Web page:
Our Views: Rethink city of Janesville's bid policy
If you're considering a new car and the price in Madison is $200 less than a Janesville dealer's, are you likely to buy from the Madison dealer?
When you might have to sometimes return to Madison for service and waste time, energy and gas, initial price difference is negligible. Besides, you like buying locally and helping businesses and workers here.
The same scenario could play out when the city of Janesville considers bids for equipment or services. Except that an out-of-town company's bid gets the nod even if it's only a tiny fraction better than a local bid.
That doesn't sit well with Brian Williams of Northland Equipment. As Sunday's Gazette explained, Northland's base bid of $51,747 to add equipment to a city dump truck was only $1,247, or about 2.5 percent higher than a Madison bid. The Madison company got the job.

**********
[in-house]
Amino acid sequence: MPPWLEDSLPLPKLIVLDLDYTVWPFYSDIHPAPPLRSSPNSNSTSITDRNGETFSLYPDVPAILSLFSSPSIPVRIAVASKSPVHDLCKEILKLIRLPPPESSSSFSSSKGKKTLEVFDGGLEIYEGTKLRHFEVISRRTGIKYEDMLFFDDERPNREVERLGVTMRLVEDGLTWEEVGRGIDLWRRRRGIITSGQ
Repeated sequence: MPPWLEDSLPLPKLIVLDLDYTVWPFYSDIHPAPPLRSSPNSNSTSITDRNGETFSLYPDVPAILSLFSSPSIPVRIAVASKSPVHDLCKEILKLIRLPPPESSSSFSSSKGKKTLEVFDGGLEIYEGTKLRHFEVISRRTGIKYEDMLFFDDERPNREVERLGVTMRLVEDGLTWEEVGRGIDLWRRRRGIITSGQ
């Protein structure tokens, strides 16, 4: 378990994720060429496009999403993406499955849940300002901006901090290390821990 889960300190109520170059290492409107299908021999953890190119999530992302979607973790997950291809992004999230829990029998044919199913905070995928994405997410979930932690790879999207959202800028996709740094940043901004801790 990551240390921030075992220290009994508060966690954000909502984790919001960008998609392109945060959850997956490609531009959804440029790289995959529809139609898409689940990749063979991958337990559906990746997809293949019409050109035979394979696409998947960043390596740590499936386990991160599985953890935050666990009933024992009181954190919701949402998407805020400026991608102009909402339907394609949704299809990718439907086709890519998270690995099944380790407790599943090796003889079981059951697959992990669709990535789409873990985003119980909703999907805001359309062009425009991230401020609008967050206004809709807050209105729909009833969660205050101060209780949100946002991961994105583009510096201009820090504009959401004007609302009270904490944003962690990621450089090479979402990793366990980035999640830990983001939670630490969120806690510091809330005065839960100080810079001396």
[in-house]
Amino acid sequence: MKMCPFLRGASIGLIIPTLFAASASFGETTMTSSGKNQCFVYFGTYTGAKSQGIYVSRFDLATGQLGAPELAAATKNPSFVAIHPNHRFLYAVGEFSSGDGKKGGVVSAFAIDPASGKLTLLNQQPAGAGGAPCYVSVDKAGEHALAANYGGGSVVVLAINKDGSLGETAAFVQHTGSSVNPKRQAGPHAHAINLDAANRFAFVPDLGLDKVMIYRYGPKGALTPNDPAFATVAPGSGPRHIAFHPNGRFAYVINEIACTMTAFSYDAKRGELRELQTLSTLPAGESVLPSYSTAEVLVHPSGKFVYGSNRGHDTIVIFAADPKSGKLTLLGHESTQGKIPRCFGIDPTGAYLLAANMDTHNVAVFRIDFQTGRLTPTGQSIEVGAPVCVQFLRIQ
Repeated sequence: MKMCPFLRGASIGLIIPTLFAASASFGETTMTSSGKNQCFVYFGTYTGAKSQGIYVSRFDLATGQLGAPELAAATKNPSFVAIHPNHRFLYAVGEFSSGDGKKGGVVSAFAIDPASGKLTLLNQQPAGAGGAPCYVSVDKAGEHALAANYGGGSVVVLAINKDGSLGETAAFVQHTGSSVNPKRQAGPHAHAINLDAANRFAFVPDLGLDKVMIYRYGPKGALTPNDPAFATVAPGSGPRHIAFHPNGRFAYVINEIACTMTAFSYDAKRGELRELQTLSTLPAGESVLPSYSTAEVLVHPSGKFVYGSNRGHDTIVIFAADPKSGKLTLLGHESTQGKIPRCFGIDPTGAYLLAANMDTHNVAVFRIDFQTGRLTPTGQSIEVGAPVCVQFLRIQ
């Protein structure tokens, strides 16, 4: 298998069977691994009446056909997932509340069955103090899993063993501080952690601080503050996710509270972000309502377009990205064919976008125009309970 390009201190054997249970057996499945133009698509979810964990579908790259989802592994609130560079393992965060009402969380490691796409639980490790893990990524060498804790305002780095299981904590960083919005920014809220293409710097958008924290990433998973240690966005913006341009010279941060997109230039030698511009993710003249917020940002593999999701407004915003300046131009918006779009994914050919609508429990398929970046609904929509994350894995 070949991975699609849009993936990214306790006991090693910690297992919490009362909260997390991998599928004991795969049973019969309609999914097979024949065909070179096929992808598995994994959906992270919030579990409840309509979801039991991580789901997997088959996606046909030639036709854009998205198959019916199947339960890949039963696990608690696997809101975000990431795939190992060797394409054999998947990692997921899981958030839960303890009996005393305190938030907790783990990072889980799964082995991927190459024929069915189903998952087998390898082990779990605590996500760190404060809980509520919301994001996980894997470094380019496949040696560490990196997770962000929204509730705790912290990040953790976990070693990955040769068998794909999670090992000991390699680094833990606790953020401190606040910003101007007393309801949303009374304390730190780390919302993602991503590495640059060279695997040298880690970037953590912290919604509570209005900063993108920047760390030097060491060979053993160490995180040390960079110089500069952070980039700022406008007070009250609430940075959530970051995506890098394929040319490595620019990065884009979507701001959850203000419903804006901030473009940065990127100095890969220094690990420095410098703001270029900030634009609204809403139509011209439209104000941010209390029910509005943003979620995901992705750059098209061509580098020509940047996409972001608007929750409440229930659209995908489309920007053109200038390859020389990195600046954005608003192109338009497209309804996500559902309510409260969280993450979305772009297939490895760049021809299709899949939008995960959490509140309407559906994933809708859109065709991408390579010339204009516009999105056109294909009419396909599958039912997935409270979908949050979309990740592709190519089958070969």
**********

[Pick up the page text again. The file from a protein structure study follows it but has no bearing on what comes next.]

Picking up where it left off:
Yes, as Acting City Manager Jay Winzenz suggests, the city has a fiduciary responsibility to spend tax dollars wisely. And, yes, if you favor local bids over out-of-town ones, outside companies might be reluctant to bid and you risk paying more for goods and services. Narrow misses to outside companies, however, might also discourage local bidders.
Besides, good, reputable local companies merit support, particularly those such as Northland that have done business fairly with the city. The city should consider adjusting its policy to favor local companies when they're within, say, 2 percent or 3 percent of bids made by out-of-town businesses.